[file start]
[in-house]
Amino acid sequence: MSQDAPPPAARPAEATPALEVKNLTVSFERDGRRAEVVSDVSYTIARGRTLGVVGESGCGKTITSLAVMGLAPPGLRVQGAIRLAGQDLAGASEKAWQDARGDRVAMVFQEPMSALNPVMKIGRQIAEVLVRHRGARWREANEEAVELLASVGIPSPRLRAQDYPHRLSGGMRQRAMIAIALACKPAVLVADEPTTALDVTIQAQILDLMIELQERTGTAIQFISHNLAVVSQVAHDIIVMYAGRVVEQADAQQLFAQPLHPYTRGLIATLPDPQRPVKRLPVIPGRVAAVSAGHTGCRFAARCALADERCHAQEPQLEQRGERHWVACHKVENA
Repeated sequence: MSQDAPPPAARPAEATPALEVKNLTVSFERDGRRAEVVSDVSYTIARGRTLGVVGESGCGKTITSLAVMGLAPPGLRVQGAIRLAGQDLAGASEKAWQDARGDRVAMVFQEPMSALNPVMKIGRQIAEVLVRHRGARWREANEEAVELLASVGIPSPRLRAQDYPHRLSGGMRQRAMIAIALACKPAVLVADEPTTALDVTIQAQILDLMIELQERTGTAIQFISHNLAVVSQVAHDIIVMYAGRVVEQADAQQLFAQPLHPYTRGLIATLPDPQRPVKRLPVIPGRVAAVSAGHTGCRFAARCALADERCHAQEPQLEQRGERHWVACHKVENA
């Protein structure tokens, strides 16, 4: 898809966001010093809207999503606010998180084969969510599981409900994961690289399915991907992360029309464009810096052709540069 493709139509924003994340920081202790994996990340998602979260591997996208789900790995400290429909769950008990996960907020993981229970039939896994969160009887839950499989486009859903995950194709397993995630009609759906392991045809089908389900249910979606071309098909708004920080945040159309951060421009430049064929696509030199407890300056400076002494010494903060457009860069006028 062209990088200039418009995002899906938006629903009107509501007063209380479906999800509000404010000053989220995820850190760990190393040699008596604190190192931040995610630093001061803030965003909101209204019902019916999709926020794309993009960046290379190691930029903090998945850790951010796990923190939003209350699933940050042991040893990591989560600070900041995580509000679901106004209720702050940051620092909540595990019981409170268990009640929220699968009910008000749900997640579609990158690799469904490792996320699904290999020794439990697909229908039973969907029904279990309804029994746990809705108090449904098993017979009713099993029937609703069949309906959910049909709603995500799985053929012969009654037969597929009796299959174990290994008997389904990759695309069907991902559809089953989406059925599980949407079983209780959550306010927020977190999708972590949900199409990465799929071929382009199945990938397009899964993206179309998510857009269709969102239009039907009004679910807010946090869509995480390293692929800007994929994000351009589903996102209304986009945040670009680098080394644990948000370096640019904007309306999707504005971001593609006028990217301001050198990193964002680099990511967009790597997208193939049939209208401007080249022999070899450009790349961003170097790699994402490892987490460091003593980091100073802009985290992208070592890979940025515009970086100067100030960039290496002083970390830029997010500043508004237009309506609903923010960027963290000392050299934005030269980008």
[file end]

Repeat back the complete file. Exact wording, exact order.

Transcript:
[in-house]
Amino acid sequence: MSQDAPPPAARPAEATPALEVKNLTVSFERDGRRAEVVSDVSYTIARGRTLGVVGESGCGKTITSLAVMGLAPPGLRVQGAIRLAGQDLAGASEKAWQDARGDRVAMVFQEPMSALNPVMKIGRQIAEVLVRHRGARWREANEEAVELLASVGIPSPRLRAQDYPHRLSGGMRQRAMIAIALACKPAVLVADEPTTALDVTIQAQILDLMIELQERTGTAIQFISHNLAVVSQVAHDIIVMYAGRVVEQADAQQLFAQPLHPYTRGLIATLPDPQRPVKRLPVIPGRVAAVSAGHTGCRFAARCALADERCHAQEPQLEQRGERHWVACHKVENA
Repeated sequence: MSQDAPPPAARPAEATPALEVKNLTVSFERDGRRAEVVSDVSYTIARGRTLGVVGESGCGKTITSLAVMGLAPPGLRVQGAIRLAGQDLAGASEKAWQDARGDRVAMVFQEPMSALNPVMKIGRQIAEVLVRHRGARWREANEEAVELLASVGIPSPRLRAQDYPHRLSGGMRQRAMIAIALACKPAVLVADEPTTALDVTIQAQILDLMIELQERTGTAIQFISHNLAVVSQVAHDIIVMYAGRVVEQADAQQLFAQPLHPYTRGLIATLPDPQRPVKRLPVIPGRVAAVSAGHTGCRFAARCALADERCHAQEPQLEQRGERHWVACHKVENA
């Protein structure tokens, strides 16, 4: 898809966001010093809207999503606010998180084969969510599981409900994961690289399915991907992360029309464009810096052709540069 493709139509924003994340920081202790994996990340998602979260591997996208789900790995400290429909769950008990996960907020993981229970039939896994969160009887839950499989486009859903995950194709397993995630009609759906392991045809089908389900249910979606071309098909708004920080945040159309951060421009430049064929696509030199407890300056400076002494010494903060457009860069006028 062209990088200039418009995002899906938006629903009107509501007063209380479906999800509000404010000053989220995820850190760990190393040699008596604190190192931040995610630093001061803030965003909101209204019902019916999709926020794309993009960046290379190691930029903090998945850790951010796990923190939003209350699933940050042991040893990591989560600070900041995580509000679901106004209720702050940051620092909540595990019981409170268990009640929220699968009910008000749900997640579609990158690799469904490792996320699904290999020794439990697909229908039973969907029904279990309804029994746990809705108090449904098993017979009713099993029937609703069949309906959910049909709603995500799985053929012969009654037969597929009796299959174990290994008997389904990759695309069907991902559809089953989406059925599980949407079983209780959550306010927020977190999708972590949900199409990465799929071929382009199945990938397009899964993206179309998510857009269709969102239009039907009004679910807010946090869509995480390293692929800007994929994000351009589903996102209304986009945040670009680098080394644990948000370096640019904007309306999707504005971001593609006028990217301001050198990193964002680099990511967009790597997208193939049939209208401007080249022999070899450009790349961003170097790699994402490892987490460091003593980091100073802009985290992208070592890979940025515009970086100067100030960039290496002083970390830029997010500043508004237009309506609903923010960027963290000392050299934005030269980008």